Yesterday I attended JISC RSC London's conference e-Factor 2013. Held annually e-Factor is based around a different them each year and brings together educational institutions to showcase their work in learning and teaching with technology. This year's theme was: "It's all about ... Motivation". This was my third time attending and I found it an inspiring as ever. Twenty showcases ran throughout the day - two showcases ran in unison in separate rooms - and there were exhibitions from a number of suppliers who were on hand during the breaks to give demonstrations of their products. (For full details and the report visit the e-Factor 2013 site here.) The day also offered plenty of opportunity for networking. Therefore, I do recommend planning in advance what you want to see so that you get the most out of the day. Last year I presented by own showcase (click here for my blog post of the experience) - this meant I wasn't really playing attention to the showcases before mine! This year though I was attending entirely as an observer so, with my itinerary in hand and iPod charged (search for #efactor2013 on Twitter), I went prepared to be fully inspired and motivated.
Following the initial registration, refreshments and welcome from Graciano de Santana Soares (JISC RSC London Regional Manager) it was straight into the first showcase with Newham FE College. Newham spoke about how they use Adobe Captivate to create podcasts and assessment-based learning packages on employability skills for engineering students. I thought these were a really good way of enhancing learning outside the classroom and securing assessment whilst keeping the content engaging.
Next, Barry Spencer from Bromley College demonstrated his use of augmented reality. I didn't even know what augmented reality was so, if you're in the same boat as me, it basically means taking a physical object and enhancing it with online materials. Barry gave an example of how, using the Aurasma app, students can scan 'trigger images' using the smartphone or tablet and open additional content. I thought this was a really clever use of technology and, unlike a written web link or QR code you can make the trigger interactive and visually appealing.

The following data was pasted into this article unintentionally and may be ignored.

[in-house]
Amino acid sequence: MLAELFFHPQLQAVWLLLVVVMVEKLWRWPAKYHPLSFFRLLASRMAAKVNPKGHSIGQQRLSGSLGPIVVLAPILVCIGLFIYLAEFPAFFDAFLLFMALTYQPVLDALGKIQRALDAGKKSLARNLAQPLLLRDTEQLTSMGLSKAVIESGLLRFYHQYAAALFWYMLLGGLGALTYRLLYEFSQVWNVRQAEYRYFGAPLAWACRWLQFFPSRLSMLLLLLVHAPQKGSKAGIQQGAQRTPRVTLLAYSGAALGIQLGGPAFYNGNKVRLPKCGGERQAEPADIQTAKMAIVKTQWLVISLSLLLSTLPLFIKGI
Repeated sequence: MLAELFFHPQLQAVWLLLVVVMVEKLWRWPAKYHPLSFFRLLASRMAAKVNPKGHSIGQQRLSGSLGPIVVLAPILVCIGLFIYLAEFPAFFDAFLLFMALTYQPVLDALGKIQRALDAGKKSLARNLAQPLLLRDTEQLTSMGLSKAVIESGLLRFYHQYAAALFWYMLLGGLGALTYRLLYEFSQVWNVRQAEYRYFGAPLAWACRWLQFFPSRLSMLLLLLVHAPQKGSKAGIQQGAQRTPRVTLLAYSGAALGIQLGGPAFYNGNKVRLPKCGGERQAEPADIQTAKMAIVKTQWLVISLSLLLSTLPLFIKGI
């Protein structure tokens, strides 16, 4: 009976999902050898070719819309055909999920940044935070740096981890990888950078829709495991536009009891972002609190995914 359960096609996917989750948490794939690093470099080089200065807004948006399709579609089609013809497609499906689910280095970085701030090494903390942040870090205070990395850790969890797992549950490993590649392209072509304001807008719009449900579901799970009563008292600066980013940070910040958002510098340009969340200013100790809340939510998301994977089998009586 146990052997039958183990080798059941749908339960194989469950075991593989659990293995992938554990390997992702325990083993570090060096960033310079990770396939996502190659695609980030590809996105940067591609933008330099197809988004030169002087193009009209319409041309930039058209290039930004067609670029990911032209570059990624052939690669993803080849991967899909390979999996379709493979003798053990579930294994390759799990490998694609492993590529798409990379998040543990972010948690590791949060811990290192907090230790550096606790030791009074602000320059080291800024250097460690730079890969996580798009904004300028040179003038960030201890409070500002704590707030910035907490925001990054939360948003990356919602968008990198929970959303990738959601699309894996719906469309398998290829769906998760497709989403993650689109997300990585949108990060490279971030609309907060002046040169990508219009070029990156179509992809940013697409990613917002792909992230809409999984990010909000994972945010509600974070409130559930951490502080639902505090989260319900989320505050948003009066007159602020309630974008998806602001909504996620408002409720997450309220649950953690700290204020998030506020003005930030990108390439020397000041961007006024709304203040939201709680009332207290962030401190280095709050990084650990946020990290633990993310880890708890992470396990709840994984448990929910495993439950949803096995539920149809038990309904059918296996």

The following showcase really interested me. West Thames College spoke about how they have developed two awards to support student progression. The Employability Award and the Research Skills Award are delivered online as learning packages. I think it is brilliant to offer a dedicated programme in which students (and even staff!) can actively develop their skills and provide evidence on their CVs. My interest was in the Research Skills Award so, in the break that followed, I tracked down one of the delegates from the LRC to learn more. During the break I also visited the stand run by Xtensis who were exhibiting their product XtLearn.net. Xtlearn allows you to combine a range of resources in a very visually appealing way along with the ability to link to the collection from Moodle. I thought this might be a good way of resolving the scrolling issue when uploading lots of resources to Moodle.
After the break the next showcase I saw was from JGA Group. They explained how they have started to use Moodle and other e-learning tools, such as videos, podcasts and e-portfolios, to support their work-based learners. It was good to see that the use of e-learning has expanded beyond the FE/HE sector into private sector training too.
Next, Saqib Safdar from Woodhouse College delivered a great presentation demonstrating how the use of one iPad has revolutionised the way he delivers maths lessons. He wirelessly links the iPad to the projector and uses the app Doceri to turn the screen into an enhanced, interactive whiteboard. This leaves him free to move around the class. It has also given his students more confidence as they can put their work on screen using DocSan and explain and amend it without having to stand in front of the group. Often when we think of iPad projects it involves giving iPads to the students, but this showcase demonstrated how much of an effect giving just one iPad to the teacher can have.